Former Likud MK and veteran cannabis legalization advocate Sharren Haskel on Tuesday revealed the new "cannabis platform" for Gideon Sa'ar's New Hope Party, promising that under a Sa'ar led government, recreational cannabis would be fully decriminalized within 100 days, and fully regulated and legalized within a year.
Haskel announced her plan in a short, sarcastic ad which plays on negative stereotypes that cannabis users often face.
"Have you ever noticed that when public servants are called upon to deal with regulating cannabis they tend to be... Confused? Slow? Lose their memory? Their sense of logic?"
While the ad places Haskel on the same side as recreational and medical cannabis users who had been frustrated by latest Knesset, Haskel has also received criticism from cannabis activists lately after abstaining from a vote on extending the government for a week, essentially helping to doom the legalization process which she had helped create.
"To successfully pull off a reform in cannabis, you need someone who is a little more of a Sss... Sa'ar. Gideon Sa'ar. New Hope will make sure to make it happen."
She ended her ad by plugging New Hope's newly published plan for reforming, regulating and legalizing the recreational and medical cannabis industries, which is based mainly on recommendations from the justice ministry's cannabis committee, which were published last November.
The biggest change under their plan would be their promise that under a Sa'ar-led government, cannabis will be "truly decriminalized" within 100 days of the government's formation, and fully regulated and legalized within a year.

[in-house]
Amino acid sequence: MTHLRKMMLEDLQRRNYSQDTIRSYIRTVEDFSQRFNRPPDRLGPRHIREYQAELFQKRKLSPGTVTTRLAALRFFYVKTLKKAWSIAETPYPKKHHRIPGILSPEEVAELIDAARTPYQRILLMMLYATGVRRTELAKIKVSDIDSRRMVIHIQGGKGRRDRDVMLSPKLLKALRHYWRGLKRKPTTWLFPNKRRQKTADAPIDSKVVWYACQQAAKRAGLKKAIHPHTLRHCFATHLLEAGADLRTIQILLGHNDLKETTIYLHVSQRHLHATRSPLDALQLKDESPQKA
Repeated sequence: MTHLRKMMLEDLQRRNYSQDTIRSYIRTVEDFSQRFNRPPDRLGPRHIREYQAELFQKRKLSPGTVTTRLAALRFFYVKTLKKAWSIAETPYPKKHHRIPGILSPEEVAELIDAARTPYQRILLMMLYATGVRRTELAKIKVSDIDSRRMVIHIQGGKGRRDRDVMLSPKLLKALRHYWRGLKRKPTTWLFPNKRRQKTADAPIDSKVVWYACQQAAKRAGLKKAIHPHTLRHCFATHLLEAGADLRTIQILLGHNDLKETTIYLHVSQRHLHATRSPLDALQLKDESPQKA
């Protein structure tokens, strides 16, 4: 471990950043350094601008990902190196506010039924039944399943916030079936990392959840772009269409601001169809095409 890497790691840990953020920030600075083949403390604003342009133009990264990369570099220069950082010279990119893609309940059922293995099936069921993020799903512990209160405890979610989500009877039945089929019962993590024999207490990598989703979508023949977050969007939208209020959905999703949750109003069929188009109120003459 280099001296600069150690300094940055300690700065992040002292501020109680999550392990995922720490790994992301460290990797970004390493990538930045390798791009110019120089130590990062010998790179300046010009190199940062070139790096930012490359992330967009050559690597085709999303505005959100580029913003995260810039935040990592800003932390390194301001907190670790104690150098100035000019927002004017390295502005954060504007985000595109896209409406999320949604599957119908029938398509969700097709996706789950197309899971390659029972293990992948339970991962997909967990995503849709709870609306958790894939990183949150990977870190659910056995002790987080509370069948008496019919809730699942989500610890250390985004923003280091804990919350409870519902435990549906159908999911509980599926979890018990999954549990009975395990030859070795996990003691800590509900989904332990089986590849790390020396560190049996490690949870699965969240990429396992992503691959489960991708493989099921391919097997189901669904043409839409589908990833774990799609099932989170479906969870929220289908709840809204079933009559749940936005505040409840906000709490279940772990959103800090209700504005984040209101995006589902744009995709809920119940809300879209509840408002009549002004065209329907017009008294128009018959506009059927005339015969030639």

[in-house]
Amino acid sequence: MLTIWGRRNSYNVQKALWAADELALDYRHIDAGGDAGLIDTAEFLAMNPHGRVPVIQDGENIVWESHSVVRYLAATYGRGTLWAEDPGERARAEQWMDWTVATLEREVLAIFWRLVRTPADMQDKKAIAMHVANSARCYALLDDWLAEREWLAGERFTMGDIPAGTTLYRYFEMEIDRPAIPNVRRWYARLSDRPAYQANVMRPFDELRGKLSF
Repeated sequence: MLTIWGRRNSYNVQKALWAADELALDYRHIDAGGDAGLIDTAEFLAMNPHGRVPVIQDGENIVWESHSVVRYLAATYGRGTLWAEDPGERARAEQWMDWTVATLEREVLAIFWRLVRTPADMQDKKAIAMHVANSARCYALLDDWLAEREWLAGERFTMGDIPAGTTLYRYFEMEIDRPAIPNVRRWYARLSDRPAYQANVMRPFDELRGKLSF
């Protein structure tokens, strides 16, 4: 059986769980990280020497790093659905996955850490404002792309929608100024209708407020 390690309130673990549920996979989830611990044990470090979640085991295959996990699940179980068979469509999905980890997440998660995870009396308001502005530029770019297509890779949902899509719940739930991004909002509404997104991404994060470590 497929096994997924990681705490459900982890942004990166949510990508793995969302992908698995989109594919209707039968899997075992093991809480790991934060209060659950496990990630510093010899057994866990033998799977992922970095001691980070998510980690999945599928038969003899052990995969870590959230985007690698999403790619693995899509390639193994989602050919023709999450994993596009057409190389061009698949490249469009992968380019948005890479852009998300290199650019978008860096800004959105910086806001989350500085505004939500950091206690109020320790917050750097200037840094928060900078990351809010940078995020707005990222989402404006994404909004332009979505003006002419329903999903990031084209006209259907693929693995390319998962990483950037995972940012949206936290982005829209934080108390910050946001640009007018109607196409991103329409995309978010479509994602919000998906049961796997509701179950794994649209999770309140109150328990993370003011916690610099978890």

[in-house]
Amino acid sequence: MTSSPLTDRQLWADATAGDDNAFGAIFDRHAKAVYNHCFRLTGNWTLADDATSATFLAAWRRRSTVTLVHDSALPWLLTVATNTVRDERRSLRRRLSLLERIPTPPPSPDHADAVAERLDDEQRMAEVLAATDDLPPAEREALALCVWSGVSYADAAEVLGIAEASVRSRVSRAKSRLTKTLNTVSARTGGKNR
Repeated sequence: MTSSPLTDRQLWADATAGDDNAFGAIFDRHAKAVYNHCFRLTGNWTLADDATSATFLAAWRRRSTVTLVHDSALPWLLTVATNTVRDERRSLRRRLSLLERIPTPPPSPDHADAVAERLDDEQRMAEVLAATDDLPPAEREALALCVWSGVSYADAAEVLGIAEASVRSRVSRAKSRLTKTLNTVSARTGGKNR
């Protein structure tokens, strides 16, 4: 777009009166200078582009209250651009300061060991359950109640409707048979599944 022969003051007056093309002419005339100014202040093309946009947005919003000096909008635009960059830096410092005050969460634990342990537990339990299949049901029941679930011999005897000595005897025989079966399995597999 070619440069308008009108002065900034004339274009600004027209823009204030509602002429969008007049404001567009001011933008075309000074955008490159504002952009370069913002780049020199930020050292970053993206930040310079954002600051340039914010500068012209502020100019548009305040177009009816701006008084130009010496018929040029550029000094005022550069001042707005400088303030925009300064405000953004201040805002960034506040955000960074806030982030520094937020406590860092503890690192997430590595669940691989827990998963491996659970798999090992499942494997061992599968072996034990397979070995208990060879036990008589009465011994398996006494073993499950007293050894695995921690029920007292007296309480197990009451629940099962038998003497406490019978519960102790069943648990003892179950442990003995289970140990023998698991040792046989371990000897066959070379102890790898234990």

The rest of their plan is mainly related to the reforming the medical cannabis industry.
They plan to do this by expanding the government's Medical Cannabis Unit into an inspecting body, adding cannabis into Israel's medicine basket to allow specialist doctors to prescribe it more freely, and changing certain regulations which restrict growing and allow a larger variety of strains to be grown locally.
Regarding the specific legislative changes in New Hope's plan, the two main focal points are fears of rising addiction and cannabis use for people below the age of 21.
The plan calls to regulate cannabis growing, whether recreational or medicinal, in the same category as tobacco and alcohol, in which illegal growing must be on a large scale to incur legal consequences.
All in all, the plan is mainly a continuation of the last legalization process which was cut off prematurely when the Knesset dispersed.
However, now that the most vocal cannabis advocates in the Knesset have all left their respective coalition parties and joined opposition parties - Haskel left the Likud, former MK Ram Shefa and former justice minister Avi Nissenkorn left Blue and White - it's looking more likely that legalization would likely happen in a similar manner in any coalition not led by Prime Minister Benjamin Netanyahu.